On the mid-tempo electro-pop ballad, which was previously available only as a bonus track on iTunes, the pop star bids farewell to her titular dreamer over a skittering beat filled with beeps, glitches and trills.
“So long, my little dreamer, I will miss your face/ We’ll always stay connected through time and space/ The journey that we shared, but now have to leave/ Will live inside of us for eternity,” she declares on the track’s churning chorus.
Released on June 4, 2010, Bionic occupies a unique space within Aguilera’s oeuvre. Featuring brashly sexual lead single “Not Myself Tonight” as well as the raunchy Nicki Minaj-assisted banger “Woohoo” and the soaring, oft-overlooked ballad “You Lost Me,” the album peaked at No. 3 on the Billboard 200 — Aguilera’s lowest entry on the chart in her career at the time.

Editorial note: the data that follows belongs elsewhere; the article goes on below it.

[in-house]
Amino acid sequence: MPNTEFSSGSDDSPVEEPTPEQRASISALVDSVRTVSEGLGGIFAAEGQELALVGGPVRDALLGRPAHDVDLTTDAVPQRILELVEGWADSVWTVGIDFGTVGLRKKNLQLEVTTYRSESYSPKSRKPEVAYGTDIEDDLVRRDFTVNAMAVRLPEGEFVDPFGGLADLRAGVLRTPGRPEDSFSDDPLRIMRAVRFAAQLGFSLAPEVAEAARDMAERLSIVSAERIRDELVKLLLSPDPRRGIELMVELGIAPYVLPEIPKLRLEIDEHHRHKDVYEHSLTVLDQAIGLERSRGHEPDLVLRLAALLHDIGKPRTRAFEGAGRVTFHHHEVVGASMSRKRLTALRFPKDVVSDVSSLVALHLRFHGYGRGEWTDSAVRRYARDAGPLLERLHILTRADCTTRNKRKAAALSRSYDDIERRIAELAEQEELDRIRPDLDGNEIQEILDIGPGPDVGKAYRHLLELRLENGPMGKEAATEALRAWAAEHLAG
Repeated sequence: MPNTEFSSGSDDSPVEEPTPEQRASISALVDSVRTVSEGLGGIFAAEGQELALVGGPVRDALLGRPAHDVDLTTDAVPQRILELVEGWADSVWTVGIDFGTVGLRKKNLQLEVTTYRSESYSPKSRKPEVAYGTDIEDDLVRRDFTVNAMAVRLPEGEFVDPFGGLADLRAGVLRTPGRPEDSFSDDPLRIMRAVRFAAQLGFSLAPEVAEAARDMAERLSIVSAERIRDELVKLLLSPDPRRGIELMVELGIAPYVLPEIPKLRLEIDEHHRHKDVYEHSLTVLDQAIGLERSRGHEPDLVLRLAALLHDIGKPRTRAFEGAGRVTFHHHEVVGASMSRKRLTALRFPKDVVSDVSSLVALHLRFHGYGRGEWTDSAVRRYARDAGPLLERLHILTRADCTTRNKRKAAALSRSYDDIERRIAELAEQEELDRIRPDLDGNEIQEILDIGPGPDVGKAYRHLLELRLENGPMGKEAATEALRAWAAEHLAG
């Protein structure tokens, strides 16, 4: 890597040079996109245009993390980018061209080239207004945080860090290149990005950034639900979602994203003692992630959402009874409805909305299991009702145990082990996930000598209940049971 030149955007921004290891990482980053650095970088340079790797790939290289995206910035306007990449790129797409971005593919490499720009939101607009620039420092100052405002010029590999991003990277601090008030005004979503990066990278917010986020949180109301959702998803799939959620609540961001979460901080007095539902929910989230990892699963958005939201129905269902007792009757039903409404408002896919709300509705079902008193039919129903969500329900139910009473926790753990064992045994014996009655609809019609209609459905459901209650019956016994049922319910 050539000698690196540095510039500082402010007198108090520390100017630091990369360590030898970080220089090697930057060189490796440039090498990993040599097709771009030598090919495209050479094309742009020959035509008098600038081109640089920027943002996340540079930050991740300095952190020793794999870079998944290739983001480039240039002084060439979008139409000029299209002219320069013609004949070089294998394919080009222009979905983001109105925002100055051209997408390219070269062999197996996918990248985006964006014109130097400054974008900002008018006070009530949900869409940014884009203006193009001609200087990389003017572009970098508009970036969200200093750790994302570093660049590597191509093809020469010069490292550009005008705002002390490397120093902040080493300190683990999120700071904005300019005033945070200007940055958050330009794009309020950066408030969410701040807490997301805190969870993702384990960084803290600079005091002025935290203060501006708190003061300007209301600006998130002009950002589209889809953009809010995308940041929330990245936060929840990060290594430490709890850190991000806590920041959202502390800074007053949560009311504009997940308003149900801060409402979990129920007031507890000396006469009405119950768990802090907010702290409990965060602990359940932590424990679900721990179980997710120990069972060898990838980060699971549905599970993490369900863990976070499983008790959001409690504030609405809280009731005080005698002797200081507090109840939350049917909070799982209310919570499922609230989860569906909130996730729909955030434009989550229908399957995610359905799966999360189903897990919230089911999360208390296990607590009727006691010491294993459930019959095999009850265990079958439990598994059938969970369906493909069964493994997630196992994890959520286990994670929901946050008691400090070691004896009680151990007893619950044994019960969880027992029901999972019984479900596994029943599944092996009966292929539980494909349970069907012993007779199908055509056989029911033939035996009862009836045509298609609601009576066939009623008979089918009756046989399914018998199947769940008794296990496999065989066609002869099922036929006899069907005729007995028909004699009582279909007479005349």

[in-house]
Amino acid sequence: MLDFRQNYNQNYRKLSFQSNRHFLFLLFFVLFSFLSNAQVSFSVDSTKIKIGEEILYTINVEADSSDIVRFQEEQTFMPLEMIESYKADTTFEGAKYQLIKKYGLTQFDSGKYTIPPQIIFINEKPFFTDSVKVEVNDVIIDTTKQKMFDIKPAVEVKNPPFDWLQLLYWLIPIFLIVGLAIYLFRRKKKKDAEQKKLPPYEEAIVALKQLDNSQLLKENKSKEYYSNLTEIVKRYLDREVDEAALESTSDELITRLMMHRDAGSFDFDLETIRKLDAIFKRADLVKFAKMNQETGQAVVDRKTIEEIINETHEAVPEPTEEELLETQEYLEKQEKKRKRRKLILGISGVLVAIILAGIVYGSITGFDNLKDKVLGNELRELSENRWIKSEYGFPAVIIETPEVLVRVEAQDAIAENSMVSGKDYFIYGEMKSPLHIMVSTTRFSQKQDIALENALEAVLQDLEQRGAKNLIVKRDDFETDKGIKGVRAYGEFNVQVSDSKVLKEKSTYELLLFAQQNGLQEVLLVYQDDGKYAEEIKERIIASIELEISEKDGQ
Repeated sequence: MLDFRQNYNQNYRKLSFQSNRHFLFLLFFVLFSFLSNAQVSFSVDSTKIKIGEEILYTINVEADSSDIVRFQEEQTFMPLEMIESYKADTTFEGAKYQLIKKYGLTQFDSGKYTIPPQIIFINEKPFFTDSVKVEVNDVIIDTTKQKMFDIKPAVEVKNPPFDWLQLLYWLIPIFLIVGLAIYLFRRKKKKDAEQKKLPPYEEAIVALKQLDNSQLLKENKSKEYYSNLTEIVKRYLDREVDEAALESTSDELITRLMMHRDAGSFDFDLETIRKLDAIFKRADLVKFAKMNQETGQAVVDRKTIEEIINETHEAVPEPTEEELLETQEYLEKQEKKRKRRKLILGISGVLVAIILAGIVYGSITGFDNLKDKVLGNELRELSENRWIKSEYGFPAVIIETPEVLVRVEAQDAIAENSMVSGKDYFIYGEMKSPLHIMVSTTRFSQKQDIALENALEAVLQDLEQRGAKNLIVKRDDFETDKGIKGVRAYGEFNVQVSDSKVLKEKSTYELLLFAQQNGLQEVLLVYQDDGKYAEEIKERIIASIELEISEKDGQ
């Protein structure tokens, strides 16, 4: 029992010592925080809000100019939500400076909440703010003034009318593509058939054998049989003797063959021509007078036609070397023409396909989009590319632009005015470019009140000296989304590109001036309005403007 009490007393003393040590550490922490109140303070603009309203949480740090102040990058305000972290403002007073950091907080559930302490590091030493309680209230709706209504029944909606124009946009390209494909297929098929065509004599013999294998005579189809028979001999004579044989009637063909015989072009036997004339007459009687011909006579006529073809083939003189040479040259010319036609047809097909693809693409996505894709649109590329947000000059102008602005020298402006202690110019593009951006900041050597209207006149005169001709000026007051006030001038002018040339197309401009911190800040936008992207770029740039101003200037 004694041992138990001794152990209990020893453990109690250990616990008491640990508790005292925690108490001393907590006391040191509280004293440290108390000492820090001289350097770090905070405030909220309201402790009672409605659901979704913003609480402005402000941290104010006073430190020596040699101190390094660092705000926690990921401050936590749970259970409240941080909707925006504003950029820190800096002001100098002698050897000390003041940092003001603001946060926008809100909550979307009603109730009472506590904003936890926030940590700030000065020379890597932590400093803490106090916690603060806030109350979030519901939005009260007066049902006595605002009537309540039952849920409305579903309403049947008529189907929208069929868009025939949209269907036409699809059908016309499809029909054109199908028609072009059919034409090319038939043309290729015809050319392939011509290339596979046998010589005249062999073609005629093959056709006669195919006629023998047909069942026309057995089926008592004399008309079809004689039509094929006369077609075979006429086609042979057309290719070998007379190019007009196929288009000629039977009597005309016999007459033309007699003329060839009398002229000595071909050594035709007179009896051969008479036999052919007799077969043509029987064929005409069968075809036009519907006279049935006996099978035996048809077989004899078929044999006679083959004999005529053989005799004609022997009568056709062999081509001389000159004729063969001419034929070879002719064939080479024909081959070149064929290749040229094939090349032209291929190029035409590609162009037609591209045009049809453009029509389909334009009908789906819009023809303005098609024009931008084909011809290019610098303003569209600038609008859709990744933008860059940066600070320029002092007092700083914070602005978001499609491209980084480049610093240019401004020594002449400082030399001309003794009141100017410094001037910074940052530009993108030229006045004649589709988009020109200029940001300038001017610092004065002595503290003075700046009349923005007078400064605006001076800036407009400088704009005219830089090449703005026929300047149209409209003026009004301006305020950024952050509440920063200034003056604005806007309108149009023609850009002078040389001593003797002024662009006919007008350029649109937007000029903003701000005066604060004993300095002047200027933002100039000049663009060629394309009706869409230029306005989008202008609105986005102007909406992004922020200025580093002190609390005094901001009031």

Bionic was met with mixed reviews and underwhelming sales, particularly compared to the smash successes of 2006’s Back to Basics, 2002’s Stripped and Aguilera’s 1999 self-titled debut. But, while it was quickly overshadowed by the singer’s starring turn alongside Cher in Burlesquejust five short months later, Bionichas become known as something of a cult favorite LP among her most passionate fan base in the decade since its release, complete with regular calls of #JusticeForBionic on social media.
Daddy Yankee is spreading the Fever to help his homeland…
Beat Fever, a mobile music app with more than 9.1 million fans, has launched a campaign to help Puerto Rico recovery efforts, featuring the 41-year-old Puerto Rican reggaeton superstar.